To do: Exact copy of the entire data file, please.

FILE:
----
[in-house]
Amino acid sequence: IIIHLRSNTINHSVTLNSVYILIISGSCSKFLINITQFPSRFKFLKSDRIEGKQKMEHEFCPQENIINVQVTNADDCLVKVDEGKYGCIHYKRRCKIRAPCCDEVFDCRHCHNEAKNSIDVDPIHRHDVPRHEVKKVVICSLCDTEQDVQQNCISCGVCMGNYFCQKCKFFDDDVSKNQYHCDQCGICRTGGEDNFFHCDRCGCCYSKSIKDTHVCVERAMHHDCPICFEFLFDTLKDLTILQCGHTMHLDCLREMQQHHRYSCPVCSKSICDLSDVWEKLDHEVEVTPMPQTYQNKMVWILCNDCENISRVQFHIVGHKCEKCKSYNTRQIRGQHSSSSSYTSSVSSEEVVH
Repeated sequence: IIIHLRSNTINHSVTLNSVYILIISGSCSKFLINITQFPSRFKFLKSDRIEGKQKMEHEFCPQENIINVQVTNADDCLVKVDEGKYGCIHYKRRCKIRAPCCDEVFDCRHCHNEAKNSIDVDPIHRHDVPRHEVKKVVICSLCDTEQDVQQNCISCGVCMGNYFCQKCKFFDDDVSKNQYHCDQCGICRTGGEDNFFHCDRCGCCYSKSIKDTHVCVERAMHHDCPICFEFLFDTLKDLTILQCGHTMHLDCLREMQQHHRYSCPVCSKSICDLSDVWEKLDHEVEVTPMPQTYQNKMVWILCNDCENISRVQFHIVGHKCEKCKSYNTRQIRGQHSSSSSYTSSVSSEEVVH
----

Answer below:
[in-house]
Amino acid sequence: IIIHLRSNTINHSVTLNSVYILIISGSCSKFLINITQFPSRFKFLKSDRIEGKQKMEHEFCPQENIINVQVTNADDCLVKVDEGKYGCIHYKRRCKIRAPCCDEVFDCRHCHNEAKNSIDVDPIHRHDVPRHEVKKVVICSLCDTEQDVQQNCISCGVCMGNYFCQKCKFFDDDVSKNQYHCDQCGICRTGGEDNFFHCDRCGCCYSKSIKDTHVCVERAMHHDCPICFEFLFDTLKDLTILQCGHTMHLDCLREMQQHHRYSCPVCSKSICDLSDVWEKLDHEVEVTPMPQTYQNKMVWILCNDCENISRVQFHIVGHKCEKCKSYNTRQIRGQHSSSSSYTSSVSSEEVVH
Repeated sequence: IIIHLRSNTINHSVTLNSVYILIISGSCSKFLINITQFPSRFKFLKSDRIEGKQKMEHEFCPQENIINVQVTNADDCLVKVDEGKYGCIHYKRRCKIRAPCCDEVFDCRHCHNEAKNSIDVDPIHRHDVPRHEVKKVVICSLCDTEQDVQQNCISCGVCMGNYFCQKCKFFDDDVSKNQYHCDQCGICRTGGEDNFFHCDRCGCCYSKSIKDTHVCVERAMHHDCPICFEFLFDTLKDLTILQCGHTMHLDCLREMQQHHRYSCPVCSKSICDLSDVWEKLDHEVEVTPMPQTYQNKMVWILCNDCENISRVQFHIVGHKCEKCKSYNTRQIRGQHSSSSSYTSSVSSEEVVH